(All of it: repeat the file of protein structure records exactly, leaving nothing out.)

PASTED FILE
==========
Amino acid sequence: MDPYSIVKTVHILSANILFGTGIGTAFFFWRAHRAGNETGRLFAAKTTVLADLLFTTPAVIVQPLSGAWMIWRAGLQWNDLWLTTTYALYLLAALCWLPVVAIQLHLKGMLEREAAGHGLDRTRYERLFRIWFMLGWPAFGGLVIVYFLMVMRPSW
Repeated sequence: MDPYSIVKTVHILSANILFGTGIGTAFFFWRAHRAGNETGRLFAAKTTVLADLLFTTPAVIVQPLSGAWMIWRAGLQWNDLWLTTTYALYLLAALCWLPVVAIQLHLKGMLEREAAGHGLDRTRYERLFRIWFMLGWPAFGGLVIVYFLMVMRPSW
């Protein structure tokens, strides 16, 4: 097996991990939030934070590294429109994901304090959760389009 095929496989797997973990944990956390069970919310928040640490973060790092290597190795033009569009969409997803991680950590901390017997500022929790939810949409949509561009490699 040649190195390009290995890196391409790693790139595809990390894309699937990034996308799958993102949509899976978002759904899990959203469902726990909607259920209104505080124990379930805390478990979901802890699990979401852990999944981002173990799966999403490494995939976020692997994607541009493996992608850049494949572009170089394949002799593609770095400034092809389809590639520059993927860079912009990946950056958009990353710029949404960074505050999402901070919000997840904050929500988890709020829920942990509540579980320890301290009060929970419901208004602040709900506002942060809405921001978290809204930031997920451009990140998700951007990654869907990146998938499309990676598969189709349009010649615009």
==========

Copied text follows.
Amino acid sequence: MDPYSIVKTVHILSANILFGTGIGTAFFFWRAHRAGNETGRLFAAKTTVLADLLFTTPAVIVQPLSGAWMIWRAGLQWNDLWLTTTYALYLLAALCWLPVVAIQLHLKGMLEREAAGHGLDRTRYERLFRIWFMLGWPAFGGLVIVYFLMVMRPSW
Repeated sequence: MDPYSIVKTVHILSANILFGTGIGTAFFFWRAHRAGNETGRLFAAKTTVLADLLFTTPAVIVQPLSGAWMIWRAGLQWNDLWLTTTYALYLLAALCWLPVVAIQLHLKGMLEREAAGHGLDRTRYERLFRIWFMLGWPAFGGLVIVYFLMVMRPSW
């Protein structure tokens, strides 16, 4: 097996991990939030934070590294429109994901304090959760389009 095929496989797997973990944990956390069970919310928040640490973060790092290597190795033009569009969409997803991680950590901390017997500022929790939810949409949509561009490699 040649190195390009290995890196391409790693790139595809990390894309699937990034996308799958993102949509899976978002759904899990959203469902726990909607259920209104505080124990379930805390478990979901802890699990979401852990999944981002173990799966999403490494995939976020692997994607541009493996992608850049494949572009170089394949002799593609770095400034092809389809590639520059993927860079912009990946950056958009990353710029949404960074505050999402901070919000997840904050929500988890709020829920942990509540579980320890301290009060929970419901208004602040709900506002942060809405921001978290809204930031997920451009990140998700951007990654869907990146998938499309990676598969189709349009010649615009």